At the end of the call Trump, brought it up yet again: “He finished by stressing ‘the cloud’ that was interfering with his ability to make deals for the country and said he hoped I could find a way to get out that he wasn’t being investigated.” Here Trump is asking about letting it be known he was not under investigation, not about simply cutting Flynn loose. There is no ask to end the investigation in its entirety.

Was this an attempt to interfere improperly with the investigation? The reason seems to be his concern about his political standing (a cloud). Again, in light of the loyalty question and previous request about Flynn, did Comey understand he was being asked to dump the investigation for political reasons? Or simply to accurately report Trump was in the clear (which he may or may not have been at that point)?

Ironically, he then, in essence, asked Comey for a job reference on Andrew McCabe, whom Comey did not know was to replace him as FBI director in the interim. On April 11, in a phone call, Trump asked Comey about getting the word out that Trump was not personally under investigation. Comey told him he had asked then-Deputy Attorney General Rod J. Rosenstein but didn’t have a response.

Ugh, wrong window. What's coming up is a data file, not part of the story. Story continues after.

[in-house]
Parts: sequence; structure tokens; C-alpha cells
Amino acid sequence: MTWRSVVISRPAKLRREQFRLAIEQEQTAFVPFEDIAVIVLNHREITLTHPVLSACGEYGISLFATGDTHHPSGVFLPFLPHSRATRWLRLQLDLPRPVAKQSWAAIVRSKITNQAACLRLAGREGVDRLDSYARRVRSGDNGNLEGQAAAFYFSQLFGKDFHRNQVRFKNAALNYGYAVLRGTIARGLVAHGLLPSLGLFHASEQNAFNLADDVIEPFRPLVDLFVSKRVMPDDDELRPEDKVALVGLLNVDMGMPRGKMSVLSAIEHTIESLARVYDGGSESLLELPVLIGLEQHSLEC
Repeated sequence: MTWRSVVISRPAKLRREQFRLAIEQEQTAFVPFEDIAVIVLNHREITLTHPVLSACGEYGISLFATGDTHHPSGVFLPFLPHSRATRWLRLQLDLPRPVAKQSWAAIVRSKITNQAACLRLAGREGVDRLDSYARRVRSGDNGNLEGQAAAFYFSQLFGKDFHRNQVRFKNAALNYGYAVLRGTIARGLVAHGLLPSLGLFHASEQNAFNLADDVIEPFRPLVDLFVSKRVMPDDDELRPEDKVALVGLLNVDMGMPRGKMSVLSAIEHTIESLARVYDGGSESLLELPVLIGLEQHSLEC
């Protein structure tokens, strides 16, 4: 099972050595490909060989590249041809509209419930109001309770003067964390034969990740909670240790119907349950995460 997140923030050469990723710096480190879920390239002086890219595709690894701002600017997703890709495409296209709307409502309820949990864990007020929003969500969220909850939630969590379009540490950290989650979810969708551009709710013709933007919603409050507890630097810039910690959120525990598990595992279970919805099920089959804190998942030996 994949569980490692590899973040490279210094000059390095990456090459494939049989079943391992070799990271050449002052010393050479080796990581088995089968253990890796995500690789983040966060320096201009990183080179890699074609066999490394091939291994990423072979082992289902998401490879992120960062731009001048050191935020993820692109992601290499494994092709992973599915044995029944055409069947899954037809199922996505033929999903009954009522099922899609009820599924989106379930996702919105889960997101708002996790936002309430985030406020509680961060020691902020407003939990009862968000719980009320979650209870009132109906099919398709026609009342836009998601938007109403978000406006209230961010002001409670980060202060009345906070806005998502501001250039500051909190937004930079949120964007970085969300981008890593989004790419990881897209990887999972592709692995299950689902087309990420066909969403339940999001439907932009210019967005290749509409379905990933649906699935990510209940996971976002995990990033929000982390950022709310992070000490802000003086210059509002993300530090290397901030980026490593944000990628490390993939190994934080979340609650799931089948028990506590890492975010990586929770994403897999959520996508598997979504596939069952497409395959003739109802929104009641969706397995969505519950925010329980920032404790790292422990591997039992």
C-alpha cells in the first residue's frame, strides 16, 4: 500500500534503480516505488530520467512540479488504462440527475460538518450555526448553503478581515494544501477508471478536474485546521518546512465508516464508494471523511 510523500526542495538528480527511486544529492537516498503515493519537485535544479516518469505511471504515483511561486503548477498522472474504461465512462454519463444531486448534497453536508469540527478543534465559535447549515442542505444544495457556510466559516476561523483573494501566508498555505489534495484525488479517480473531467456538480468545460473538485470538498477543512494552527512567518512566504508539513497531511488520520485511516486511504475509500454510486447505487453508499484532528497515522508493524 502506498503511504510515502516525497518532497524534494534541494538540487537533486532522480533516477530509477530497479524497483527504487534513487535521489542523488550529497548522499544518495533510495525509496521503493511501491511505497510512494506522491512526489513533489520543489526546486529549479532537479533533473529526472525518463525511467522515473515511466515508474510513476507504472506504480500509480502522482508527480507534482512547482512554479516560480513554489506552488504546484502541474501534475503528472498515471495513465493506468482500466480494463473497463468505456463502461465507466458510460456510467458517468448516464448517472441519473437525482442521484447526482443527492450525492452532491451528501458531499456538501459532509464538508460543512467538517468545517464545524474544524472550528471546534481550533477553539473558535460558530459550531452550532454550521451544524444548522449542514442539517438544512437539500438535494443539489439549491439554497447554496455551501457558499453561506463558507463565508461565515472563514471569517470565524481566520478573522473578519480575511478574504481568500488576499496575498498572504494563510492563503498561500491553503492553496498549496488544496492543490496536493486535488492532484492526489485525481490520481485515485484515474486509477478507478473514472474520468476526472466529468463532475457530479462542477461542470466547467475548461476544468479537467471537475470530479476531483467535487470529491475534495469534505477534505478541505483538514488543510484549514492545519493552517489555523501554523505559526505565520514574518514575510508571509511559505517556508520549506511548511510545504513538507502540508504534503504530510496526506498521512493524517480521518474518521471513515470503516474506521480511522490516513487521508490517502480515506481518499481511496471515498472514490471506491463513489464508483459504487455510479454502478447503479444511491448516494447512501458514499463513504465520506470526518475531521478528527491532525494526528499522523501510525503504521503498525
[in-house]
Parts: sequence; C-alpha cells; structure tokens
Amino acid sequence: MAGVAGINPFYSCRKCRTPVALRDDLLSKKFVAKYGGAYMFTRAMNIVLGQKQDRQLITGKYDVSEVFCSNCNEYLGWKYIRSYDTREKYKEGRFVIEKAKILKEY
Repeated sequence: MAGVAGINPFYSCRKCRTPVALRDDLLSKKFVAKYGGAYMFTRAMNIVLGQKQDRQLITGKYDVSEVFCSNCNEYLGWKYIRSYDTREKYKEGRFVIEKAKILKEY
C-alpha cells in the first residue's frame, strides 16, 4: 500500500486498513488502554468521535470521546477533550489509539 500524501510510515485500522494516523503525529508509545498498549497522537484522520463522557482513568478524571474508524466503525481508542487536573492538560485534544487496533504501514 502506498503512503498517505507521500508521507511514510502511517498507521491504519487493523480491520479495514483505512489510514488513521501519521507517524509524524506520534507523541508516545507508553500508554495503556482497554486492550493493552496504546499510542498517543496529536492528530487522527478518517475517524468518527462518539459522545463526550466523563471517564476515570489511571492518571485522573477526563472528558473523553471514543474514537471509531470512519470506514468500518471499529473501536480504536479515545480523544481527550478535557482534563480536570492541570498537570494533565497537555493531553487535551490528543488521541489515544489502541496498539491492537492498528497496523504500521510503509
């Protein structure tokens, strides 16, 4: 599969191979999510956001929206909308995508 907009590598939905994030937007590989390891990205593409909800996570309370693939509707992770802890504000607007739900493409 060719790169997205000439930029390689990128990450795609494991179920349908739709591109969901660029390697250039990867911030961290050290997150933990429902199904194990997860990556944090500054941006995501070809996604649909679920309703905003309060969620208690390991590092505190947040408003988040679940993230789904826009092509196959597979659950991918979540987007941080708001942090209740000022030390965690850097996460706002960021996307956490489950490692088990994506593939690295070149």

The critical question for Comey on Thursday will be: Given the tone, conversations, frequency of contacts and every other signal, did he feel that Trump was pushing him to dismiss the Flynn case for improper reasons (he’s a good guy, not necessarily that he was innocent) and/or to drop the Russia investigation, or clear him, since it was a political problem?

Constitutional lawyer and Harvard law professor Laurence H. Tribe observes, “Comey’s recollections strongly suggest that the President deliberately sought to create the impression with Comey that the best way to get his wish of retaining his position as Director was to back off in his investigation of Flynn and to assure Trump that he would not later become a target of the Russia investigation.”

We will need to see the totality of evidence to decide how much trouble Trump is in. As Tribe puts it, the written testimony “casts a dark cloud over this president that, in combination with other evidence that seems to be emerging, threatens to break open a gusher of incriminating information that could engulf him beyond redemption.” For starters, the Senate needs to re-call the witnesses from Wednesday, under oath if need be, and compel their testimony.